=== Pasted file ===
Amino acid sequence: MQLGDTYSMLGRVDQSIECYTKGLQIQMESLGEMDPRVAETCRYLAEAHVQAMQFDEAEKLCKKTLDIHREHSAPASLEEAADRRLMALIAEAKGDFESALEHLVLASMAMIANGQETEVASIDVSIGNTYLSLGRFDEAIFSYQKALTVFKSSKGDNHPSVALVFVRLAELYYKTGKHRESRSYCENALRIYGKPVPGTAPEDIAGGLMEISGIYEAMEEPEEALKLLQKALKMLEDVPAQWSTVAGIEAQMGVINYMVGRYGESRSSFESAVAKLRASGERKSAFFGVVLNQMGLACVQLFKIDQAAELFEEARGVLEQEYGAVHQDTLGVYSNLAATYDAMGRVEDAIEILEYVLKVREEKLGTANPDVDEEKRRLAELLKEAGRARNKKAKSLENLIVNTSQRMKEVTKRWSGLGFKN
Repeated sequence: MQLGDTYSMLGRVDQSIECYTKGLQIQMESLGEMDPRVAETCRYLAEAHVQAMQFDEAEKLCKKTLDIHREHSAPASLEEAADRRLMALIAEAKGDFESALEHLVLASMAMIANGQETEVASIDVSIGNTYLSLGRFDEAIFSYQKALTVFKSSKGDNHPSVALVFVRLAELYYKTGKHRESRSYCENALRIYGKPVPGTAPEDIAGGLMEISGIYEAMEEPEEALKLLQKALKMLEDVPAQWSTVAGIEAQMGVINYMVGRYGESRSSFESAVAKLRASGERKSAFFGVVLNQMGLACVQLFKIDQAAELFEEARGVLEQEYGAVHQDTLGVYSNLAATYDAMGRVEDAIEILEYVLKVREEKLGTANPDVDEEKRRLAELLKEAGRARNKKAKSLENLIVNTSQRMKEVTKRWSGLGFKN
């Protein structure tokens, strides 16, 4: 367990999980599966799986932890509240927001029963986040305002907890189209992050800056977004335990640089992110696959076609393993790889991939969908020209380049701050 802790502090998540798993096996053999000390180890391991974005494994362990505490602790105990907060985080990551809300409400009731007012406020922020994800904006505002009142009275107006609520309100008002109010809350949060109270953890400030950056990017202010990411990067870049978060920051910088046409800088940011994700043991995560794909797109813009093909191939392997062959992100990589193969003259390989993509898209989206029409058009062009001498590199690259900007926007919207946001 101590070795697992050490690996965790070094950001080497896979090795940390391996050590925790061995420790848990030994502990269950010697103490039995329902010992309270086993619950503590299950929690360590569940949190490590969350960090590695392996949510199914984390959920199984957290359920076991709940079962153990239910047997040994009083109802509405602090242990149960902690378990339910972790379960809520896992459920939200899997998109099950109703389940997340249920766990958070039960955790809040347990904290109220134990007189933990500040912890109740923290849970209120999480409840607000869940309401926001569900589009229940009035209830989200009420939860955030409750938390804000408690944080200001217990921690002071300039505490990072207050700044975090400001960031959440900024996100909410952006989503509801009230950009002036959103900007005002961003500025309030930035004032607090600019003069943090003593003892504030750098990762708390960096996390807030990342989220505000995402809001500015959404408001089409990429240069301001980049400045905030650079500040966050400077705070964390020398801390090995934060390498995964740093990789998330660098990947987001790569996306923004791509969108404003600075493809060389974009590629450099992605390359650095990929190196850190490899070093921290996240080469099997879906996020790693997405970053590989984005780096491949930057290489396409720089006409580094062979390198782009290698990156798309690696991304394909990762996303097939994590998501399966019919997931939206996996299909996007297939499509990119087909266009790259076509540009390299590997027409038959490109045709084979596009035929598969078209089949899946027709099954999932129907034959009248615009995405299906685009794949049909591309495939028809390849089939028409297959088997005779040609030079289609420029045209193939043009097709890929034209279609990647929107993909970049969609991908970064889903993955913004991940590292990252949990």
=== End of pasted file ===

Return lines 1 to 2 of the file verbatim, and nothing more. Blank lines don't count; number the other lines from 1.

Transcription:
Amino acid sequence: MQLGDTYSMLGRVDQSIECYTKGLQIQMESLGEMDPRVAETCRYLAEAHVQAMQFDEAEKLCKKTLDIHREHSAPASLEEAADRRLMALIAEAKGDFESALEHLVLASMAMIANGQETEVASIDVSIGNTYLSLGRFDEAIFSYQKALTVFKSSKGDNHPSVALVFVRLAELYYKTGKHRESRSYCENALRIYGKPVPGTAPEDIAGGLMEISGIYEAMEEPEEALKLLQKALKMLEDVPAQWSTVAGIEAQMGVINYMVGRYGESRSSFESAVAKLRASGERKSAFFGVVLNQMGLACVQLFKIDQAAELFEEARGVLEQEYGAVHQDTLGVYSNLAATYDAMGRVEDAIEILEYVLKVREEKLGTANPDVDEEKRRLAELLKEAGRARNKKAKSLENLIVNTSQRMKEVTKRWSGLGFKN
Repeated sequence: MQLGDTYSMLGRVDQSIECYTKGLQIQMESLGEMDPRVAETCRYLAEAHVQAMQFDEAEKLCKKTLDIHREHSAPASLEEAADRRLMALIAEAKGDFESALEHLVLASMAMIANGQETEVASIDVSIGNTYLSLGRFDEAIFSYQKALTVFKSSKGDNHPSVALVFVRLAELYYKTGKHRESRSYCENALRIYGKPVPGTAPEDIAGGLMEISGIYEAMEEPEEALKLLQKALKMLEDVPAQWSTVAGIEAQMGVINYMVGRYGESRSSFESAVAKLRASGERKSAFFGVVLNQMGLACVQLFKIDQAAELFEEARGVLEQEYGAVHQDTLGVYSNLAATYDAMGRVEDAIEILEYVLKVREEKLGTANPDVDEEKRRLAELLKEAGRARNKKAKSLENLIVNTSQRMKEVTKRWSGLGFKN